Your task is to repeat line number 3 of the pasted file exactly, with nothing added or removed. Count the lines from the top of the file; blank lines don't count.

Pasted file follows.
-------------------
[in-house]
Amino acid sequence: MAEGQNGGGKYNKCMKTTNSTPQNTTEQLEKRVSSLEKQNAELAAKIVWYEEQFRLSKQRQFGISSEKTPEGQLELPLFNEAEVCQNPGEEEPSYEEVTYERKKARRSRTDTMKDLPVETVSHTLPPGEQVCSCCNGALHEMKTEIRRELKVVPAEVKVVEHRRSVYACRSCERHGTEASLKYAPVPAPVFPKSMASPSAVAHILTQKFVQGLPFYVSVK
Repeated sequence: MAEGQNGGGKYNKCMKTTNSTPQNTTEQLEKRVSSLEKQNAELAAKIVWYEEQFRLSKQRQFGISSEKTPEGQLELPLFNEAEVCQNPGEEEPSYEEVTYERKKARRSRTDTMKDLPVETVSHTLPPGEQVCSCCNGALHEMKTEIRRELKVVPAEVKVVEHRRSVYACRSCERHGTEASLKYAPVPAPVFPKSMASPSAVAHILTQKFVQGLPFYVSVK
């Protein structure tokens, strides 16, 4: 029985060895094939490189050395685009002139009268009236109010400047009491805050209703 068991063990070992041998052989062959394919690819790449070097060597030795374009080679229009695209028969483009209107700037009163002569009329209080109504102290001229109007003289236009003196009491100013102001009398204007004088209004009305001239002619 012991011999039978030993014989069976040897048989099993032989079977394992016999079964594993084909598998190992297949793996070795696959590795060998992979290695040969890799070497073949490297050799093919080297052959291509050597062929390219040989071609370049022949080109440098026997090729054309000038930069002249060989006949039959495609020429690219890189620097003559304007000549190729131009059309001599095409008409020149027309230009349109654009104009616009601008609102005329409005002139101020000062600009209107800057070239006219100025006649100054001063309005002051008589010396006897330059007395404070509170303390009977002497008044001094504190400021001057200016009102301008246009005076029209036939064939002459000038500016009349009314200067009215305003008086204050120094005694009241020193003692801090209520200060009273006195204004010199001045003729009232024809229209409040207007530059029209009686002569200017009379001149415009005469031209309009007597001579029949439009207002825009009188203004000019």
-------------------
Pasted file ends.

Repeated sequence: MAEGQNGGGKYNKCMKTTNSTPQNTTEQLEKRVSSLEKQNAELAAKIVWYEEQFRLSKQRQFGISSEKTPEGQLELPLFNEAEVCQNPGEEEPSYEEVTYERKKARRSRTDTMKDLPVETVSHTLPPGEQVCSCCNGALHEMKTEIRRELKVVPAEVKVVEHRRSVYACRSCERHGTEASLKYAPVPAPVFPKSMASPSAVAHILTQKFVQGLPFYVSVK